Project ConstraintConstraints such as hard deadlines often generate significant risks that set a project up for failure from the start.
Project ExpectationsStakeholders including core team members commonly develop expectations that are out of line with project realities. In many cases, these are incorrectly assumed to be common sense or self evident. Invalid expectations can cause a broad range of project issues related to requirements, designs, deliverables and acceptance criteria.
Project GovernanceGovernance that is unwilling or slow to step in to handle issues of accountability or to clarify ground rules for decision making.
Quality ControlFactors such as low quality deliverables and poorly constructed test cases.
Requirements QualityRequirements that are unclear, open-ended or contradictory. In many cases, requirements are validated individually without a sanity check or strong owner who ensures they make sense as a cohesive set.
Residual RiskThe risk that remains after you treat risk.
Resistance To ChangeThe general tendency for people to resist change, particularly when they aren't engaged. Resistance to change can manifest itself as open opposition to a project or passive aggressive actions that attempt to derail it.
Resource OverallocationResources who are overallocated on the project, by their functional manager or both.
Return On InvestmentIn some cases, the return on investment presented in a project's business case is invalidated resulting in declining commitment.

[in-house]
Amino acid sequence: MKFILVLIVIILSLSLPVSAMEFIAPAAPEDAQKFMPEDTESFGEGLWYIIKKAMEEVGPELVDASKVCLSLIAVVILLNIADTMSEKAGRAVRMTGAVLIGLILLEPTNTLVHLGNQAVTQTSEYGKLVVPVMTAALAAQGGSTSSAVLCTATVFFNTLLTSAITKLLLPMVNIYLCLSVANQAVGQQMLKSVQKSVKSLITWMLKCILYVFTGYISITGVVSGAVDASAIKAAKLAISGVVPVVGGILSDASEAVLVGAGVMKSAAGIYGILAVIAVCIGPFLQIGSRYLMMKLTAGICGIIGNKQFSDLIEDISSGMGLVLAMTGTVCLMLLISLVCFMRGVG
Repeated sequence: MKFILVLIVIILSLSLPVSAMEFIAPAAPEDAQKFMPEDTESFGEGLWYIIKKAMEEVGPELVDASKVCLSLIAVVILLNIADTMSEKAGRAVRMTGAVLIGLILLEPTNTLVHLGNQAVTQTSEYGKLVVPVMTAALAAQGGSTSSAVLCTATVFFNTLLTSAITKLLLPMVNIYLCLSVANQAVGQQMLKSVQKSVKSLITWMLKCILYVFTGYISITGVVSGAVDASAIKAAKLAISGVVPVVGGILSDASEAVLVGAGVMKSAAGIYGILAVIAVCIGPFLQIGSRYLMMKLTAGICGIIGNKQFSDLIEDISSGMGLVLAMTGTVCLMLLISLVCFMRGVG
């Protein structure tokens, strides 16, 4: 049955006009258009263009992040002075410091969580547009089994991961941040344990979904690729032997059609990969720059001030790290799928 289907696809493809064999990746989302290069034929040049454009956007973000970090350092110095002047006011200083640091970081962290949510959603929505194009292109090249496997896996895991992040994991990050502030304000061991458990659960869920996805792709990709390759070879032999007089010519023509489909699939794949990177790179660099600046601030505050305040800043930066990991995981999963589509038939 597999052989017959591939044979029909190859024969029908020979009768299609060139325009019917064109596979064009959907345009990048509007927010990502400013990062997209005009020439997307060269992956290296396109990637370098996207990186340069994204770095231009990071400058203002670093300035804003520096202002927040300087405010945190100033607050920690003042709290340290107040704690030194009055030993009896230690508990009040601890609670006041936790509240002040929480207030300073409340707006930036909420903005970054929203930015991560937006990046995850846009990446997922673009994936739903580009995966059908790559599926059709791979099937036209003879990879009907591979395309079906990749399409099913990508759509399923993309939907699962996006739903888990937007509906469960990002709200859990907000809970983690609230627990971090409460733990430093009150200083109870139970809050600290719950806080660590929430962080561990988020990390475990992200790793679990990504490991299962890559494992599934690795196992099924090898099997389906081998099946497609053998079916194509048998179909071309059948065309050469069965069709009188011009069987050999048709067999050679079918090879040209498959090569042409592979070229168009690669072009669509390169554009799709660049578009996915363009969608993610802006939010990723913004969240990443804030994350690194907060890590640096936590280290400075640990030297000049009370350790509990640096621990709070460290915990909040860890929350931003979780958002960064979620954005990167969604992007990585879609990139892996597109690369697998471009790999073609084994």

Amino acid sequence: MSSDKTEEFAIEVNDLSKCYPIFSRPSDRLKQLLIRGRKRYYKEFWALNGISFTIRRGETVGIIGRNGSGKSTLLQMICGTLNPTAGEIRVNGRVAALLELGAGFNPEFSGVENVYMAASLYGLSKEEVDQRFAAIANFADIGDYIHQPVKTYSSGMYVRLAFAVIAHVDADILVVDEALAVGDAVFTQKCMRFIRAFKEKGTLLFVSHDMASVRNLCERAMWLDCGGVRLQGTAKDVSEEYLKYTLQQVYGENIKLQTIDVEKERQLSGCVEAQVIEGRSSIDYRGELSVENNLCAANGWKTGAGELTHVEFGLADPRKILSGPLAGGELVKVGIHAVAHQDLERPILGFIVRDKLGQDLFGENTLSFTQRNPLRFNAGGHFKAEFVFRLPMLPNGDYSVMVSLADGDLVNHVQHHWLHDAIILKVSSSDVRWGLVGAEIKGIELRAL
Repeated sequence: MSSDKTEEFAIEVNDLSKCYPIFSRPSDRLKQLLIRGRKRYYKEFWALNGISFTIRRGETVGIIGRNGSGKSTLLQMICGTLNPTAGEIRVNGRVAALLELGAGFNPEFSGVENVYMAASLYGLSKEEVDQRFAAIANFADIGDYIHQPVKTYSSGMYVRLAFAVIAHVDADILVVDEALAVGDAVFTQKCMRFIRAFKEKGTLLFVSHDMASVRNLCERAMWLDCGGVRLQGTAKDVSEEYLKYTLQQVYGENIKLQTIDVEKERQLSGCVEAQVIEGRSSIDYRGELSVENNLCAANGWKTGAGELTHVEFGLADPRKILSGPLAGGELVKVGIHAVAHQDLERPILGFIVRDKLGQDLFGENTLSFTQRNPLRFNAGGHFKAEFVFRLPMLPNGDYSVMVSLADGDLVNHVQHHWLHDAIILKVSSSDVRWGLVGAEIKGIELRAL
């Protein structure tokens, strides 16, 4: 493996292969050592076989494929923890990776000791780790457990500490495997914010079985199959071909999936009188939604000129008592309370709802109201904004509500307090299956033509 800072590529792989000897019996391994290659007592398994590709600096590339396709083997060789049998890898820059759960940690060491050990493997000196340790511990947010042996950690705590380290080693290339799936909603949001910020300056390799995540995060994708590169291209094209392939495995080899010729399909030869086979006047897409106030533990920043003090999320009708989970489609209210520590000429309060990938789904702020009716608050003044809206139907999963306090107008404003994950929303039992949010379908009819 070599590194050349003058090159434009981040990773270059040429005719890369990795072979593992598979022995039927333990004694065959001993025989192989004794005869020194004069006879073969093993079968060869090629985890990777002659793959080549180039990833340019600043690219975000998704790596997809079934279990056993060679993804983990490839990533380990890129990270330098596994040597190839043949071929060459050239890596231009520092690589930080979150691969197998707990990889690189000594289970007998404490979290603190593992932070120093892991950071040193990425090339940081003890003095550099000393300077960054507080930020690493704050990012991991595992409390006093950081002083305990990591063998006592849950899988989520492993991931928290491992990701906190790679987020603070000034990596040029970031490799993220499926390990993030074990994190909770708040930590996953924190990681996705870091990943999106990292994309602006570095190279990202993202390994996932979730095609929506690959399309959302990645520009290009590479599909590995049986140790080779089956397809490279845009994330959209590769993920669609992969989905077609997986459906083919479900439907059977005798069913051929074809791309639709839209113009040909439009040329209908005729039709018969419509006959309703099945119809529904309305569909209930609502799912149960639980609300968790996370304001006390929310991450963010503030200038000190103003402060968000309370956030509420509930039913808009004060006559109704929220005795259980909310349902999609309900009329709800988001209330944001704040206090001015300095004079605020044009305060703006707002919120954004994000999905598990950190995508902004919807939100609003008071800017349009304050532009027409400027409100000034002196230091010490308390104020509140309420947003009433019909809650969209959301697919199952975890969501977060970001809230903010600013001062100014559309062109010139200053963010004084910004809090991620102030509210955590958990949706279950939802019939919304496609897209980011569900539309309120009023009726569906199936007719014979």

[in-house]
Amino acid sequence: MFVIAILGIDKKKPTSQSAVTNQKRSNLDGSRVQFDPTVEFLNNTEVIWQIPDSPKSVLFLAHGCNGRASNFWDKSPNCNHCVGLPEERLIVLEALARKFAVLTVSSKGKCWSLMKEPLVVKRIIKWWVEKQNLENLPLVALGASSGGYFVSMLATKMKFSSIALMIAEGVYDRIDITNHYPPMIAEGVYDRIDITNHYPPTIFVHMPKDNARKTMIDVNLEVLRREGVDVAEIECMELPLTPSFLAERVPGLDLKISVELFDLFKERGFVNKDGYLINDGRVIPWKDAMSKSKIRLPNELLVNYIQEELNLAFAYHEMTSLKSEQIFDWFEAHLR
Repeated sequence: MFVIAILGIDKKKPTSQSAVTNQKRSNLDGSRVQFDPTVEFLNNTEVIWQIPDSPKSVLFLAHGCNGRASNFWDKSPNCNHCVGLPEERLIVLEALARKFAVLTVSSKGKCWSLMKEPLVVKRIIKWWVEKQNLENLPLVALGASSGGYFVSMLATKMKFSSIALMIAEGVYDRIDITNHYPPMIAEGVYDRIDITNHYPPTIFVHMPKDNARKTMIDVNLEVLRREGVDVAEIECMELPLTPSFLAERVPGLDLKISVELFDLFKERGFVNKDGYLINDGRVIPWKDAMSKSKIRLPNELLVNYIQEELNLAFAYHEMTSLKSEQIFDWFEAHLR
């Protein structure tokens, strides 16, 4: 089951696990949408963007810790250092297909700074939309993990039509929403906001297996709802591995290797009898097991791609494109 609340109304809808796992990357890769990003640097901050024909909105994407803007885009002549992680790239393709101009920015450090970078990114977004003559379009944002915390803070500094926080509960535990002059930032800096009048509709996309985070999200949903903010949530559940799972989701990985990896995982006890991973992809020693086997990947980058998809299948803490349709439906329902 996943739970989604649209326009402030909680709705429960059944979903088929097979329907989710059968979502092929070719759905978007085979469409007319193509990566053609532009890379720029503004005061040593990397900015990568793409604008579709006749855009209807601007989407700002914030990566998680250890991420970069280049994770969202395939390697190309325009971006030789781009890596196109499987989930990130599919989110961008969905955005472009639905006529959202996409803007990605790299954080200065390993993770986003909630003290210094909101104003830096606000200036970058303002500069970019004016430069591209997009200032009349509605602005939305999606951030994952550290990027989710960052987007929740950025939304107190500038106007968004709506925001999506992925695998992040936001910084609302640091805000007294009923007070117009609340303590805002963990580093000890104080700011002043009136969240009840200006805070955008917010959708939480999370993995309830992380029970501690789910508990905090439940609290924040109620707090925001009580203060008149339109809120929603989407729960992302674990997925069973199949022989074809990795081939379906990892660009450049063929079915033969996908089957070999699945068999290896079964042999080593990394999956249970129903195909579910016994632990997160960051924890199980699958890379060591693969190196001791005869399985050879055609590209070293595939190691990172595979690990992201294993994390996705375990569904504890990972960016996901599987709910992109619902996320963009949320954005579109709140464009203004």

Risk AcceptanceWhen stakeholders accept significant levels of risk it becomes likely the project will fail.
Risk IdentificationFailure to identify significant risks that go unmanaged until they cause an issue.
Risk ManagementRisk management as a one time activity that fails to control risks from new sources such as change requests.
Roles & ResponsibilitiesUnclear or poorly structured accountability and responsibility for decisions and work.
Schedule ChickenWhen multiple teams are behind schedule but nobody wants to be first to admit it.
Schedule CompressionSchedule compression is the practice of trying to deliver a project faster using techniques such as fast tracking and crashing. It typically puts a project at greater risk of failure.
Scheduling ErrorsAn error in a project schedule such as an invalid critical path.
Scope CreepUncontrolled change or continuous growth in scope.
Secondary RiskA new risk that results from efforts to avoid, mitigate, transfer or share risk.
Secrecy And SubterfugeA lack of open information sharing between stakeholders or between project leaders and working level teams.
Set Up To FailA project that has been intentionally designed to fail as a political strategy.